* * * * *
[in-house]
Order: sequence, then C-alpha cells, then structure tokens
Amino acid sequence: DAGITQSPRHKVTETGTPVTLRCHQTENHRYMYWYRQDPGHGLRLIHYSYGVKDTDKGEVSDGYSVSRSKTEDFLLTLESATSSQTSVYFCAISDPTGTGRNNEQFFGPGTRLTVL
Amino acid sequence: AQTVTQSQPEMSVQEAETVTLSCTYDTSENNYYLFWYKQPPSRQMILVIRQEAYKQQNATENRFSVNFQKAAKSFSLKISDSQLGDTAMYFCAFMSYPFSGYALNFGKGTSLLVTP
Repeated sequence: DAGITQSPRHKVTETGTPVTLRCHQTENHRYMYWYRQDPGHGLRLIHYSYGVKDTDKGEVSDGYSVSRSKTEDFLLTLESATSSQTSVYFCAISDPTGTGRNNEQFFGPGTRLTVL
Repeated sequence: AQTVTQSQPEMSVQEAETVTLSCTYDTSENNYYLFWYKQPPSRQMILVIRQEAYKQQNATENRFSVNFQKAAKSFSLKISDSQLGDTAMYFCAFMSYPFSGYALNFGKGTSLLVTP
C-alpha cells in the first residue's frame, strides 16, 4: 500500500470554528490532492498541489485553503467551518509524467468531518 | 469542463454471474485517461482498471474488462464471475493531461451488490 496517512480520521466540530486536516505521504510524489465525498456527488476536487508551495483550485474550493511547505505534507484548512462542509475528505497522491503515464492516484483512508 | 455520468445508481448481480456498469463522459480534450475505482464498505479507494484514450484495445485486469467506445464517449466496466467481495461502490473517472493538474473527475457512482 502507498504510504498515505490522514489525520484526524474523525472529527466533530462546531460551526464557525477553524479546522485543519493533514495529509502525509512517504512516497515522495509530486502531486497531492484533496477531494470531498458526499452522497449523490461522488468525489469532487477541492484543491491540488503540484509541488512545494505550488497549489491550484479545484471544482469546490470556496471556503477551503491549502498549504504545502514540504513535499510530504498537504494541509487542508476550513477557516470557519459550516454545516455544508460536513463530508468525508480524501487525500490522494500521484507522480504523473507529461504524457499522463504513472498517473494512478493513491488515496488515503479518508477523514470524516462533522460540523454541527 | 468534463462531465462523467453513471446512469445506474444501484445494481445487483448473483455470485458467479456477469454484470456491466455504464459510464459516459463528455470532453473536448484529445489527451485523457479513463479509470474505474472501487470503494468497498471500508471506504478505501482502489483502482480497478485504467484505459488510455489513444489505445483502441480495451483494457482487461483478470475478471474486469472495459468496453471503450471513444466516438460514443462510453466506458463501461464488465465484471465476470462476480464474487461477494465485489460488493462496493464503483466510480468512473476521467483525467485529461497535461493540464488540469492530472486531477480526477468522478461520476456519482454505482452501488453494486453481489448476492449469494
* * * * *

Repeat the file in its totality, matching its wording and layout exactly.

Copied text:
[in-house]
Order: sequence, then C-alpha cells, then structure tokens
Amino acid sequence: DAGITQSPRHKVTETGTPVTLRCHQTENHRYMYWYRQDPGHGLRLIHYSYGVKDTDKGEVSDGYSVSRSKTEDFLLTLESATSSQTSVYFCAISDPTGTGRNNEQFFGPGTRLTVL
Amino acid sequence: AQTVTQSQPEMSVQEAETVTLSCTYDTSENNYYLFWYKQPPSRQMILVIRQEAYKQQNATENRFSVNFQKAAKSFSLKISDSQLGDTAMYFCAFMSYPFSGYALNFGKGTSLLVTP
Repeated sequence: DAGITQSPRHKVTETGTPVTLRCHQTENHRYMYWYRQDPGHGLRLIHYSYGVKDTDKGEVSDGYSVSRSKTEDFLLTLESATSSQTSVYFCAISDPTGTGRNNEQFFGPGTRLTVL
Repeated sequence: AQTVTQSQPEMSVQEAETVTLSCTYDTSENNYYLFWYKQPPSRQMILVIRQEAYKQQNATENRFSVNFQKAAKSFSLKISDSQLGDTAMYFCAFMSYPFSGYALNFGKGTSLLVTP
C-alpha cells in the first residue's frame, strides 16, 4: 500500500470554528490532492498541489485553503467551518509524467468531518 | 469542463454471474485517461482498471474488462464471475493531461451488490 496517512480520521466540530486536516505521504510524489465525498456527488476536487508551495483550485474550493511547505505534507484548512462542509475528505497522491503515464492516484483512508 | 455520468445508481448481480456498469463522459480534450475505482464498505479507494484514450484495445485486469467506445464517449466496466467481495461502490473517472493538474473527475457512482 502507498504510504498515505490522514489525520484526524474523525472529527466533530462546531460551526464557525477553524479546522485543519493533514495529509502525509512517504512516497515522495509530486502531486497531492484533496477531494470531498458526499452522497449523490461522488468525489469532487477541492484543491491540488503540484509541488512545494505550488497549489491550484479545484471544482469546490470556496471556503477551503491549502498549504504545502514540504513535499510530504498537504494541509487542508476550513477557516470557519459550516454545516455544508460536513463530508468525508480524501487525500490522494500521484507522480504523473507529461504524457499522463504513472498517473494512478493513491488515496488515503479518508477523514470524516462533522460540523454541527 | 468534463462531465462523467453513471446512469445506474444501484445494481445487483448473483455470485458467479456477469454484470456491466455504464459510464459516459463528455470532453473536448484529445489527451485523457479513463479509470474505474472501487470503494468497498471500508471506504478505501482502489483502482480497478485504467484505459488510455489513444489505445483502441480495451483494457482487461483478470475478471474486469472495459468496453471503450471513444466516438460514443462510453466506458463501461464488465465484471465476470462476480464474487461477494465485489460488493462496493464503483466510480468512473476521467483525467485529461497535461493540464488540469492530472486531477480526477468522478461520476456519482454505482452501488453494486453481489448476492449469494